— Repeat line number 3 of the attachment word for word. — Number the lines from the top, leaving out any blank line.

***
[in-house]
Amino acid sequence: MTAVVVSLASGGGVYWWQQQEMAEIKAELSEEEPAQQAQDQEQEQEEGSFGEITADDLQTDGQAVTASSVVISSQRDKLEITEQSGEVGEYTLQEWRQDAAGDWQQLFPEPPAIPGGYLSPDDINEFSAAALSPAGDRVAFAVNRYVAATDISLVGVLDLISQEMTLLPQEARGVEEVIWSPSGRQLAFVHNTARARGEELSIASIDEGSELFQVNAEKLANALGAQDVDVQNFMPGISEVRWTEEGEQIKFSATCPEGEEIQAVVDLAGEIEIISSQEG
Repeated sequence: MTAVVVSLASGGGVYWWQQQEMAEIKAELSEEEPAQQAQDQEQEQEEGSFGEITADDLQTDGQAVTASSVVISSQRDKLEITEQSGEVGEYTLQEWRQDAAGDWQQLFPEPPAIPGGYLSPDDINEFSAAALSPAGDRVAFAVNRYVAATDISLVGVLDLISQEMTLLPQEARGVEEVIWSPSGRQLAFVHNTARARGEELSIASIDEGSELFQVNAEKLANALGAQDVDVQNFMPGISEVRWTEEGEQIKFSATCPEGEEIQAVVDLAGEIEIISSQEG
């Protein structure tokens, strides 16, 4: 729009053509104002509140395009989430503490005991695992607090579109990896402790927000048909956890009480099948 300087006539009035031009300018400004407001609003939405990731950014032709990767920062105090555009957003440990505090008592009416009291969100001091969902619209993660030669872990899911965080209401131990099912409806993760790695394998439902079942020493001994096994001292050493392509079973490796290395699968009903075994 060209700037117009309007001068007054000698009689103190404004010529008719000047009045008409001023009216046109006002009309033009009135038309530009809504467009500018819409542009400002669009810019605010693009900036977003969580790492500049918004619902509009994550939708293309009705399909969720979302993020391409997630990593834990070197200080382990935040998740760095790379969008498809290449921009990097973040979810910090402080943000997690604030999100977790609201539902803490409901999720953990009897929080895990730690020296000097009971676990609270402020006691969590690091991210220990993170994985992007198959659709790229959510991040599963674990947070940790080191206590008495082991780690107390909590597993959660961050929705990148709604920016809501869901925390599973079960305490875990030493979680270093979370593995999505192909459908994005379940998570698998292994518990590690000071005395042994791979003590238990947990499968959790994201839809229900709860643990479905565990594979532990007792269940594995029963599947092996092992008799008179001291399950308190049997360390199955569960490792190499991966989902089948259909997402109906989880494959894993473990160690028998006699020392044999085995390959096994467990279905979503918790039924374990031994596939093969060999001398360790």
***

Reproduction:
Repeated sequence: MTAVVVSLASGGGVYWWQQQEMAEIKAELSEEEPAQQAQDQEQEQEEGSFGEITADDLQTDGQAVTASSVVISSQRDKLEITEQSGEVGEYTLQEWRQDAAGDWQQLFPEPPAIPGGYLSPDDINEFSAAALSPAGDRVAFAVNRYVAATDISLVGVLDLISQEMTLLPQEARGVEEVIWSPSGRQLAFVHNTARARGEELSIASIDEGSELFQVNAEKLANALGAQDVDVQNFMPGISEVRWTEEGEQIKFSATCPEGEEIQAVVDLAGEIEIISSQEG